Peru Perumal (Facebook)

by Ian Stephenson, President, Bulletin 6/2023, August

The Society is delighted to have received a substantial donation in memory of Peru Perumal. Peru was elected our President in 1972 (the third after Bernard Smith and Sam Colon) and was a major figure in the conservation of Glebe.

He worked with Tony Strachan on the planning committee and in 1974 helped prepare the submission to the National Trust to classify Glebe as an urban conservation area. Fifty years ago when built conservation focused on item level listings, rather than urban context, this was a groundbreaking approach and the key to protecting character. It was not until the early 1980s that Glebe’s heritage conservation areas achieved statutory protection. We owe it to Peru and his colleagues that our heritage conservation areas have such good documentation which provides clear guidance as to why an area is significant and how to protect it while managing change. Despite this it is still not uncommon in development applications to come across the argument that a building is only a Contributory item and therefore is not important, so we need to continue Peru’s work in educating people about the value of heritage.

Peru Perumal; Glebe Society Planning Committee; Wigram Road September 1972
Above: Peru Perumal (centre) was Glebe Society President and Planning Convenor when this photo was taken in September 1972. With Peru are Tony Strachan (back to camera) who was Convenor of the Planning Forum, Albert Mispel (behind Tony Strachan and almost wholly concealed), Albert Renshaw (on Peru’s left) and Ted McKiernan (far right). The person on the far left of the photo has not been identified (if you know who it is, please let us know!). The Planning Forum, which represented the Glebe Society and other local groups, was working on a submission to Leichhardt Council’s Planning Committee. Alan Robertson, who took the photo, has titled it, ‘Planning Committee in Wigram Road’ (Source: Glebe Society Archives).

In the late 1970s Peru was employed by the Federal Government to advise on the conservation of the houses in the church estates. This project, with its goals of respecting communities, restoring and refurbishing the old houses and adding additional density through well-designed low-rise infill, was visionary and of international significance. Through Peru’s work many of the church estate houses, which lesser people would have said were too far gone, were saved.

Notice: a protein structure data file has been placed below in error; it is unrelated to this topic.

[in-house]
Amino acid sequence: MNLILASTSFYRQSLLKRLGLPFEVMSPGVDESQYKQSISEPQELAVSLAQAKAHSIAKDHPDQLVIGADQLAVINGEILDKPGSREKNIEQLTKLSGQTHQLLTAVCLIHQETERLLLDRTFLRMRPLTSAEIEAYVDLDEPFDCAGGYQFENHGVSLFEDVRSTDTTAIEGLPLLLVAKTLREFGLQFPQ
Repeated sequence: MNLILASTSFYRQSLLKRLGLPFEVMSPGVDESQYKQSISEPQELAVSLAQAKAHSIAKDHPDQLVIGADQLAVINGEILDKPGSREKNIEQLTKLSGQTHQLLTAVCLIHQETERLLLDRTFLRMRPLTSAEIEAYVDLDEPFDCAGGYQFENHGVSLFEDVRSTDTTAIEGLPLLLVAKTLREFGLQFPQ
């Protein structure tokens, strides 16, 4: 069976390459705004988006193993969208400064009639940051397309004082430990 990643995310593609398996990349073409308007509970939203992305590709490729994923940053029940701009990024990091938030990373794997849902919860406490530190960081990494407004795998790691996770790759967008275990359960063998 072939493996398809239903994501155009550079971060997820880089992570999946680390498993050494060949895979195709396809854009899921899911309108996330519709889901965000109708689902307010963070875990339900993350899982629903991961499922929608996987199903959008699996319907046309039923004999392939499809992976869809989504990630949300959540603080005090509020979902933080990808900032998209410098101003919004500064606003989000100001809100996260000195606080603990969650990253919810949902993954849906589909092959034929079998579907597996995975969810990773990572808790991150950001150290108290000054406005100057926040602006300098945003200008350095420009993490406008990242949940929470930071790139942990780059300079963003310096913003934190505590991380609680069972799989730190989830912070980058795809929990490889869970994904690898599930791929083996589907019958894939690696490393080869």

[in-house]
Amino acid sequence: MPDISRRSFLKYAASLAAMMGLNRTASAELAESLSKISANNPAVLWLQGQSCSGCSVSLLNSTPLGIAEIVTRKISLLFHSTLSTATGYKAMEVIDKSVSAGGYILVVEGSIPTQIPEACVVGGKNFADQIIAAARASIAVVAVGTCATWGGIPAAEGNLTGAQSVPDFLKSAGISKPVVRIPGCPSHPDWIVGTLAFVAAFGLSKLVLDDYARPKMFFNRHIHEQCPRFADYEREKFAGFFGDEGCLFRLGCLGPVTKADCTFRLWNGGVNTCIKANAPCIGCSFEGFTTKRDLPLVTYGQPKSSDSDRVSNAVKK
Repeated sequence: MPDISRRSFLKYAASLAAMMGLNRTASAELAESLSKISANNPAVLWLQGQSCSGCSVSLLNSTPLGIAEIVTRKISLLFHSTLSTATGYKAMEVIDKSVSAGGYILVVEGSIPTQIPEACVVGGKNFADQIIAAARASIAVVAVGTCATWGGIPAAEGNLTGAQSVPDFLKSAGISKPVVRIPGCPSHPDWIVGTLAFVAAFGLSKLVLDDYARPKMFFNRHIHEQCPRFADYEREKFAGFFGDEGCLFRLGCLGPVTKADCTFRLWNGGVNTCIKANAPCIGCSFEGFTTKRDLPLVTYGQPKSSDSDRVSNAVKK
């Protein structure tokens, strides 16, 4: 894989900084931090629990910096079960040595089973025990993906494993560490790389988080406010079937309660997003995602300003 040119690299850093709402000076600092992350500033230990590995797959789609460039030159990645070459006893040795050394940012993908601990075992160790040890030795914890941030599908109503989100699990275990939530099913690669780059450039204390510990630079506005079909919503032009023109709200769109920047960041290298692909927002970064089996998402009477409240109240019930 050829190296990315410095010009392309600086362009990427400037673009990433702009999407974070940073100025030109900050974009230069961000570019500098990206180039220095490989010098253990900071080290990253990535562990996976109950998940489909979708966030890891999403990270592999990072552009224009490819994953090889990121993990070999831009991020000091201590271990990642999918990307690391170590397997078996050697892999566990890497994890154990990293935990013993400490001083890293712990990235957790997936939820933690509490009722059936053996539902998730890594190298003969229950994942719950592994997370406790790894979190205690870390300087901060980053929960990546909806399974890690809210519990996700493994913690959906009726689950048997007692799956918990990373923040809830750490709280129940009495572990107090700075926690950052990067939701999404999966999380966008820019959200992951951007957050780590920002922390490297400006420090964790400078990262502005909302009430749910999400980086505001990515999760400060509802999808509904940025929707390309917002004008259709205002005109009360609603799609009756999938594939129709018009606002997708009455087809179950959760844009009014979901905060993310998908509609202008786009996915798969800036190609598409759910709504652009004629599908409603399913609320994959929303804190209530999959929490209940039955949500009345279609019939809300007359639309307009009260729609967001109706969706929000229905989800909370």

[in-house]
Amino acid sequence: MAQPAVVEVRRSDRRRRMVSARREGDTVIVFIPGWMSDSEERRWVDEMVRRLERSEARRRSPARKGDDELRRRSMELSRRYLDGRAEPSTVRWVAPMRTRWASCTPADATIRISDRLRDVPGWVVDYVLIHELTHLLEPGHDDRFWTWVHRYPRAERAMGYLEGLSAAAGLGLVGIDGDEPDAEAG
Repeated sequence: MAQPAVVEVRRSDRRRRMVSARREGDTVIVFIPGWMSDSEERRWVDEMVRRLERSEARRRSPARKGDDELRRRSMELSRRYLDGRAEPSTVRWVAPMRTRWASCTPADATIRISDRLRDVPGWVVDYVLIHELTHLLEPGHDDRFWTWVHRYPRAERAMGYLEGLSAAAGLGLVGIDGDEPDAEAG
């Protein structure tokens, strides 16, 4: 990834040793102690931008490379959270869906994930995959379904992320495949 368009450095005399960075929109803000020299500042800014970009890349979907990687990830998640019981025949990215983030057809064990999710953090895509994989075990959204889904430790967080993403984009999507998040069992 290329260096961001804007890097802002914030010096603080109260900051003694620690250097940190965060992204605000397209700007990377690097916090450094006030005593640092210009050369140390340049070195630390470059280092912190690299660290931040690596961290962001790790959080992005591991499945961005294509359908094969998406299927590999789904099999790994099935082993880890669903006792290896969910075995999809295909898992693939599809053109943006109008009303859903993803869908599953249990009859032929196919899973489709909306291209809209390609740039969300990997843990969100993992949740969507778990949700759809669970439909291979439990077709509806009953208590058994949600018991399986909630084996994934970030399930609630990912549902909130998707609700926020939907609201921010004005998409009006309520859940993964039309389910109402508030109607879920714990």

Peru was made a life member of the Society in 2003.  See Tony Strachan’s citation at the 2003 AGM.

Peru Perumal, the Society’s second president (after Bernard Smith), receives life membership from Glebe Society president, Andrew Craig, at the AGM in 2003. (photo: Bruce Davis)
Peru Perumal receives life membership from Glebe Society president, Andrew Craig, at the AGM in 2003. (photo: Bruce Davis)

As an architect and planner Peru’s influence went well beyond Glebe. He wrote many heritage studies including for a number of Sydney’s suburbs and for country towns. His 1982 study of Gulgong and the related conservation guidelines and development control plan are seen as saving the town and started a forty-year friendship. In 2021 the Mid-Western Regional Council resolved to celebrate the man and his work by naming a road after him.

Winston Churchill famously said in speaking about the bomb damage to the Houses of Parliament in 1943, ‘We shape our buildings, and afterwards our buildings shape us.’ The same can be said of the suburbs and towns we live in.

Peru Perumal recognised that Glebe was not just a special place but that its broad social demographic, distinct topography and intact urban fabric, all in close proximity to the city, made it unique. As an architect and urbanist he understood that all these things, which make up the spirit of Glebe and which make it a great place to live, are interconnected and easily destroyed.

He did not see conservation as a corset but as a guide to shaping change so that character, identity and liveability were respected. The values which inspired him are as relevant today as they were fifty years ago. This gift will provide tangible assistance to the Society in continuing his work in nurturing Glebe’s spirit of place.